which could be accounted to the exact card i was using, but sometimes you just dont get what you're expecting.....

    you may want to read into some info on sata raid cards, i do believe toms here has a couple reviews....

    also read into stripe size (it makes a difference depending on the size of the files you are moving....)

    in any case if you feel the need for raid, just go with whatever you can at a good price - i would, if i were you, use a raid0, then get a nice fat (250+GB) drive for Data and whatever else you dont want to loose...

    there's a term to be mentioned as well... i think its ummm nested arrays.. some decent controlers allow this setup, which is also a bit of a performance upgrade

    hell if ya got the cash for 4 10k RPM drives - get two cards that allow nested arrays

    basically what it does (i think LOL)
    card 1 - 2 drives in a raid 0
    card 2 - 2 drives in a raid 0
    then it can combine the 2 raid 0 settups into 1 - raid 0 settup .....

    2 seperate cards handling the seperate arrays and processing of data movement actually helps (though probably not enough for average joe to notice)

    just depends on how much of a speed freak you wanna be and yur wallet...

    good luck.. may the farce be with you .. er somethin......
  15. Yeah, but wouldn't you think that on a mobo like the A8N32-SLI Deluxe that the nVidia raid controller would be pretty darn good? I mean, it's nVidia, and it's a GAMING mobo...complete with an overclocking program and SLI.
  16. NVIDIA chipset + OC = Never in the same sentence.
  17. Quote:
    A single 74gb raptor doesn't hit over 100mb/s

    Well, not according to HDTune 2.62. My 74gb Western Digital ADFD Raptor has a sustainted max transfer rate of 84mb/s with the average being 72mb/s. My burst was 115.9mb/s. You're right in that RAID of JBOD of any kind doesn't simply add the bandwidths together for one super speed. That's why we have 3gb/s SATA drives.
  18. Quote:
    NVIDIA chipset + OC = Never in the same sentence.

    Oh boy! Those 680i sure are overclocking far!
  19. Heh, that's what I was thinking when I read that...=P
  20. Meh. I meant the 5XX. =P
  21. Quote:
    Meh. I meant the 5XX. =P

    Look at that DFI LanParty 590 AM2! It's an overclocking BEAST!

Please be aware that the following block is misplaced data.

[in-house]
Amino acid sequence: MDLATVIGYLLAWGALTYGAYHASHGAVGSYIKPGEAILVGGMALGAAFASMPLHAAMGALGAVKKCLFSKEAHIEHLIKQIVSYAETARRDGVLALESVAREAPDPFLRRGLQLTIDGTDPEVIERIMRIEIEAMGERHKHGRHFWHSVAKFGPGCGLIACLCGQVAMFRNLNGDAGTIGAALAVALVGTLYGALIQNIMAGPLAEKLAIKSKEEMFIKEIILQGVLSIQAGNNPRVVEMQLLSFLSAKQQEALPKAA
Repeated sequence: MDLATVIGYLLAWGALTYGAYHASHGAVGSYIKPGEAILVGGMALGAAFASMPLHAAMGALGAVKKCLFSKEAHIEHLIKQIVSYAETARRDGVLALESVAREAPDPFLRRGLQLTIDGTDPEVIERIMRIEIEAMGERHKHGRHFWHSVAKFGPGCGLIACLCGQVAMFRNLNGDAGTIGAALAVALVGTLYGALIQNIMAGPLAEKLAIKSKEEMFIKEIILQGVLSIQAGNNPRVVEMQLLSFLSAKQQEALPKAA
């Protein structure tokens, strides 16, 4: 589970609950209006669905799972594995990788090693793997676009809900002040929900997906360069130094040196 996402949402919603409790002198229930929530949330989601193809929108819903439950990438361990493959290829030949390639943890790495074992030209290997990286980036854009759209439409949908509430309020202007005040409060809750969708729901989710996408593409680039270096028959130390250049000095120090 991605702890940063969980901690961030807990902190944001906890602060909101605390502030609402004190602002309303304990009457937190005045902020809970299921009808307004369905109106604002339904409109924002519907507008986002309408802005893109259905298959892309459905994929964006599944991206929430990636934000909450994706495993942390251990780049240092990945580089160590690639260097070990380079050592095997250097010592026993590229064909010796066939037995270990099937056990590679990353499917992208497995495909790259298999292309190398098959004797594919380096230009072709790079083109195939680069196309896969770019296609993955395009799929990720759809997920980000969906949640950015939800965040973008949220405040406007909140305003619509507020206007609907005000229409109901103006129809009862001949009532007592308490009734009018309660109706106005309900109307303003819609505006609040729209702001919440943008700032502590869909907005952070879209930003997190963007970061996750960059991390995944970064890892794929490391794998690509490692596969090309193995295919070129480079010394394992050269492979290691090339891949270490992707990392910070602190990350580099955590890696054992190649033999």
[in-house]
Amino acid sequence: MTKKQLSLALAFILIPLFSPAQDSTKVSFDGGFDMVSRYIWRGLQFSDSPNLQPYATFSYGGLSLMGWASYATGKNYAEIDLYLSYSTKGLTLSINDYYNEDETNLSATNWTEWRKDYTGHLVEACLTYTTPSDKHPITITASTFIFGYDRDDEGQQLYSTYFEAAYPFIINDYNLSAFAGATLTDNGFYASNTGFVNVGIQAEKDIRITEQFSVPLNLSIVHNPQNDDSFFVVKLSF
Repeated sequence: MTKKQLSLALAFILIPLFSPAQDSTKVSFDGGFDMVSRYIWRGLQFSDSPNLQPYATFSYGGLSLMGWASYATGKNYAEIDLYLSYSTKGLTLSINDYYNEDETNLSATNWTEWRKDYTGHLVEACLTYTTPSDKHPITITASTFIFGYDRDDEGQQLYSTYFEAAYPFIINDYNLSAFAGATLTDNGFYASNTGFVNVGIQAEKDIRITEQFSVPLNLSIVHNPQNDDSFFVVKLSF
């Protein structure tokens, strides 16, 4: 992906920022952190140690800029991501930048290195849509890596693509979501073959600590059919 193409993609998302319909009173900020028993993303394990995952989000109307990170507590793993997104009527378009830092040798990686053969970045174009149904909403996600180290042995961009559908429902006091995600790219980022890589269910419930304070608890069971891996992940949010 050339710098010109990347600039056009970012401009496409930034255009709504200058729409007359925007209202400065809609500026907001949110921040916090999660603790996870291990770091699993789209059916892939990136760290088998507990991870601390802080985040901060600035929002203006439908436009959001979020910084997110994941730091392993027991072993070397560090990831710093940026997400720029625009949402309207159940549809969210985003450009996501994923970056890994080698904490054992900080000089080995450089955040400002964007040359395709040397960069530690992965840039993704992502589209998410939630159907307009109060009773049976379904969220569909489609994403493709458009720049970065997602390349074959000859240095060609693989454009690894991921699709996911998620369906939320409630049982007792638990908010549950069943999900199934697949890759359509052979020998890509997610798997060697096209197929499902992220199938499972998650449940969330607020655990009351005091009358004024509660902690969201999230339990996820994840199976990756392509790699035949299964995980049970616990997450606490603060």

22. I meant Intel. Meh.
  23. My Asus NF590 can't overclock my Conroe for shiit, plus im SOL for 1333Mhz FSB CPUs!
  24. Quote:
    Yeah, but wouldn't you think that on a mobo like the A8N32-SLI Deluxe that the nVidia raid controller would be pretty darn good? I mean, it's nVidia, and it's a GAMING mobo...complete with an overclocking program and SLI.

    I'm not doggin yur comment here my friend.....
    onboard raid (for most mainstream *read* non-networking, type motherboards is mostly software raid

    that is it uses software to control raid functions, which means it chews up CPU cycles, now of course you can counter with... well new CPUs are so fast etc etc.. that you probably wont notice

    and i partially agree.. and i think some software raid solutions have come a long a bit further than older ones.. (one would hope something newer=better), but i think its better processors handling the functions more than anything

    Simply put, a full hardware raid controller card will be better in Every way, as long as yur pennies are spent on the proper hardware.. ergo *no fakeraid cards*

    i wont rant to much on hardware vrs software controllers to much though, you guys are all smart enough to know the difference between sw and hw bennifts

    just comes down to bragging rights and how much of a speed freak you want to be if this is going to be on a home PC for personal use heh..
  25. clicky

    My personal favourite 4 port RAID card :)

    16 port version
  26. I'd buy a faster processor before I'd buy a new raid card and take up a PCI slot. :-P
  27. I would buy RAID 5, 3 HDDs giving you the storage of 2, increased read speed and data redundancy.